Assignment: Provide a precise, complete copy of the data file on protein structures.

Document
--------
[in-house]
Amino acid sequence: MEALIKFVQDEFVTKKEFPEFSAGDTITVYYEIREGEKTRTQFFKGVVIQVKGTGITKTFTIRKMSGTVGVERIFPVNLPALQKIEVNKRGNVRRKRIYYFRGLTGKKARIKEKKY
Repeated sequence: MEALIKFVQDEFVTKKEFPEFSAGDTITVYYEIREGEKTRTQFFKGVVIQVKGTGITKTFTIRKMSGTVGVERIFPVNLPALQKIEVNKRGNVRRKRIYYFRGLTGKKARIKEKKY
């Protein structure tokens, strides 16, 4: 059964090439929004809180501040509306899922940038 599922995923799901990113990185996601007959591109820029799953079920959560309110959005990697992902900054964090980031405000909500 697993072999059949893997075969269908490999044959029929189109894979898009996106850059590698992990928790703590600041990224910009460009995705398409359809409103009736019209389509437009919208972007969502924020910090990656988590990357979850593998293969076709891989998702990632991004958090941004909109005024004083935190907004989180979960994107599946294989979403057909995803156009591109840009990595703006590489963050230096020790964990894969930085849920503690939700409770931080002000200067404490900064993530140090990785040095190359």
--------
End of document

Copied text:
[in-house]
Amino acid sequence: MEALIKFVQDEFVTKKEFPEFSAGDTITVYYEIREGEKTRTQFFKGVVIQVKGTGITKTFTIRKMSGTVGVERIFPVNLPALQKIEVNKRGNVRRKRIYYFRGLTGKKARIKEKKY
Repeated sequence: MEALIKFVQDEFVTKKEFPEFSAGDTITVYYEIREGEKTRTQFFKGVVIQVKGTGITKTFTIRKMSGTVGVERIFPVNLPALQKIEVNKRGNVRRKRIYYFRGLTGKKARIKEKKY
């Protein structure tokens, strides 16, 4: 059964090439929004809180501040509306899922940038 599922995923799901990113990185996601007959591109820029799953079920959560309110959005990697992902900054964090980031405000909500 697993072999059949893997075969269908490999044959029929189109894979898009996106850059590698992990928790703590600041990224910009460009995705398409359809409103009736019209389509437009919208972007969502924020910090990656988590990357979850593998293969076709891989998702990632991004958090941004909109005024004083935190907004989180979960994107599946294989979403057909995803156009591109840009990595703006590489963050230096020790964990894969930085849920503690939700409770931080002000200067404490900064993530140090990785040095190359």